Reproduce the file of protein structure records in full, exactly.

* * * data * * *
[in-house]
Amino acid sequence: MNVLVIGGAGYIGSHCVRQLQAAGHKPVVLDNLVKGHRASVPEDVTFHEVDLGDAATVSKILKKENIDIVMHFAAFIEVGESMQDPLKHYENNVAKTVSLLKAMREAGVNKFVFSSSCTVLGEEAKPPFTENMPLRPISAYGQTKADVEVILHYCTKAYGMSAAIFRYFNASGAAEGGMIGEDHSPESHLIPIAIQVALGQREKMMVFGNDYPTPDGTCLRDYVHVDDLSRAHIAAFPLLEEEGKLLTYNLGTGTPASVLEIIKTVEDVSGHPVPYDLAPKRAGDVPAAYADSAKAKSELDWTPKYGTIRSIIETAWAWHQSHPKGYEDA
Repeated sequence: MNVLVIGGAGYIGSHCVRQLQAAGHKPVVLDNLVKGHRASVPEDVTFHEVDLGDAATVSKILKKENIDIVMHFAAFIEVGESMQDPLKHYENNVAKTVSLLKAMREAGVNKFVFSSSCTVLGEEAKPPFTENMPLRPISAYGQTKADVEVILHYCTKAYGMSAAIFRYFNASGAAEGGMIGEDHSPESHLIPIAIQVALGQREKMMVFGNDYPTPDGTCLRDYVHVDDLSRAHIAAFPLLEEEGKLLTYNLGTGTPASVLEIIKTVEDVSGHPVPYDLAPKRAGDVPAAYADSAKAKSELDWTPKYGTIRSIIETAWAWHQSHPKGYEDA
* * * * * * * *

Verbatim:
[in-house]
Amino acid sequence: MNVLVIGGAGYIGSHCVRQLQAAGHKPVVLDNLVKGHRASVPEDVTFHEVDLGDAATVSKILKKENIDIVMHFAAFIEVGESMQDPLKHYENNVAKTVSLLKAMREAGVNKFVFSSSCTVLGEEAKPPFTENMPLRPISAYGQTKADVEVILHYCTKAYGMSAAIFRYFNASGAAEGGMIGEDHSPESHLIPIAIQVALGQREKMMVFGNDYPTPDGTCLRDYVHVDDLSRAHIAAFPLLEEEGKLLTYNLGTGTPASVLEIIKTVEDVSGHPVPYDLAPKRAGDVPAAYADSAKAKSELDWTPKYGTIRSIIETAWAWHQSHPKGYEDA
Repeated sequence: MNVLVIGGAGYIGSHCVRQLQAAGHKPVVLDNLVKGHRASVPEDVTFHEVDLGDAATVSKILKKENIDIVMHFAAFIEVGESMQDPLKHYENNVAKTVSLLKAMREAGVNKFVFSSSCTVLGEEAKPPFTENMPLRPISAYGQTKADVEVILHYCTKAYGMSAAIFRYFNASGAAEGGMIGEDHSPESHLIPIAIQVALGQREKMMVFGNDYPTPDGTCLRDYVHVDDLSRAHIAAFPLLEEEGKLLTYNLGTGTPASVLEIIKTVEDVSGHPVPYDLAPKRAGDVPAAYADSAKAKSELDWTPKYGTIRSIIETAWAWHQSHPKGYEDA